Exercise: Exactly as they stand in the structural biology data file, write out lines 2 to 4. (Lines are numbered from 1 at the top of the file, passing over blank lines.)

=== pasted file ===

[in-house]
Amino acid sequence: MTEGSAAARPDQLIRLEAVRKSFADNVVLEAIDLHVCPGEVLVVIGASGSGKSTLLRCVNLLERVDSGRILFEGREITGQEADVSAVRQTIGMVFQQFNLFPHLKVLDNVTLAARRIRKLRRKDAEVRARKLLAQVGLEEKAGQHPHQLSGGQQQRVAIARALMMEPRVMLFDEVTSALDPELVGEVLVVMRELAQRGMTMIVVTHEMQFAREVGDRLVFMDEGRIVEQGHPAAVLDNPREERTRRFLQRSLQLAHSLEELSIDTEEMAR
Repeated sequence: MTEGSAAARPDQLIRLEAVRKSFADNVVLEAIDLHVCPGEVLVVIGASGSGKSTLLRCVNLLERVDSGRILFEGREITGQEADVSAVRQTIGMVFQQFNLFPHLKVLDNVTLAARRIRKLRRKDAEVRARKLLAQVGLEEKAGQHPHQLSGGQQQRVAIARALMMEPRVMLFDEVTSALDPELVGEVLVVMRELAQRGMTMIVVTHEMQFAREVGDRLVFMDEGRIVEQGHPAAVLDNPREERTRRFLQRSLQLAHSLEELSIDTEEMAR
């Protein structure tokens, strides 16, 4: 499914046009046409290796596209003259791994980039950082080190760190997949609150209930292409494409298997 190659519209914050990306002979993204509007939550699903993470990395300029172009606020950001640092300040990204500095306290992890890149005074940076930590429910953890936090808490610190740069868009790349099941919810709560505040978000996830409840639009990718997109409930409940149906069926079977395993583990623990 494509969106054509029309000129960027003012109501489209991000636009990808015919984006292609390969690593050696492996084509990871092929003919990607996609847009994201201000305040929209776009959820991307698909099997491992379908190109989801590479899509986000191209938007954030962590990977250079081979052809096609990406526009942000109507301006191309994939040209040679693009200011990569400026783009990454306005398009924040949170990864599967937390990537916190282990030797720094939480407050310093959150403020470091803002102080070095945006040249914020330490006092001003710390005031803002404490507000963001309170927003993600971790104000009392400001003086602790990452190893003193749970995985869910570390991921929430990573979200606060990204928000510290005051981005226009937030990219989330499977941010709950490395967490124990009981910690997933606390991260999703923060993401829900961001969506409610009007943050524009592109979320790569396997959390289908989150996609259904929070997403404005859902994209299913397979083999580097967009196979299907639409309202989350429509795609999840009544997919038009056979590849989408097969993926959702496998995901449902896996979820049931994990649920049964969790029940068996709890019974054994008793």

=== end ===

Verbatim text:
Amino acid sequence: MTEGSAAARPDQLIRLEAVRKSFADNVVLEAIDLHVCPGEVLVVIGASGSGKSTLLRCVNLLERVDSGRILFEGREITGQEADVSAVRQTIGMVFQQFNLFPHLKVLDNVTLAARRIRKLRRKDAEVRARKLLAQVGLEEKAGQHPHQLSGGQQQRVAIARALMMEPRVMLFDEVTSALDPELVGEVLVVMRELAQRGMTMIVVTHEMQFAREVGDRLVFMDEGRIVEQGHPAAVLDNPREERTRRFLQRSLQLAHSLEELSIDTEEMAR
Repeated sequence: MTEGSAAARPDQLIRLEAVRKSFADNVVLEAIDLHVCPGEVLVVIGASGSGKSTLLRCVNLLERVDSGRILFEGREITGQEADVSAVRQTIGMVFQQFNLFPHLKVLDNVTLAARRIRKLRRKDAEVRARKLLAQVGLEEKAGQHPHQLSGGQQQRVAIARALMMEPRVMLFDEVTSALDPELVGEVLVVMRELAQRGMTMIVVTHEMQFAREVGDRLVFMDEGRIVEQGHPAAVLDNPREERTRRFLQRSLQLAHSLEELSIDTEEMAR
């Protein structure tokens, strides 16, 4: 499914046009046409290796596209003259791994980039950082080190760190997949609150209930292409494409298997 190659519209914050990306002979993204509007939550699903993470990395300029172009606020950001640092300040990204500095306290992890890149005074940076930590429910953890936090808490610190740069868009790349099941919810709560505040978000996830409840639009990718997109409930409940149906069926079977395993583990623990 494509969106054509029309000129960027003012109501489209991000636009990808015919984006292609390969690593050696492996084509990871092929003919990607996609847009994201201000305040929209776009959820991307698909099997491992379908190109989801590479899509986000191209938007954030962590990977250079081979052809096609990406526009942000109507301006191309994939040209040679693009200011990569400026783009990454306005398009924040949170990864599967937390990537916190282990030797720094939480407050310093959150403020470091803002102080070095945006040249914020330490006092001003710390005031803002404490507000963001309170927003993600971790104000009392400001003086602790990452190893003193749970995985869910570390991921929430990573979200606060990204928000510290005051981005226009937030990219989330499977941010709950490395967490124990009981910690997933606390991260999703923060993401829900961001969506409610009007943050524009592109979320790569396997959390289908989150996609259904929070997403404005859902994209299913397979083999580097967009196979299907639409309202989350429509795609999840009544997919038009056979590849989408097969993926959702496998995901449902896996979820049931994990649920049964969790029940068996709890019974054994008793």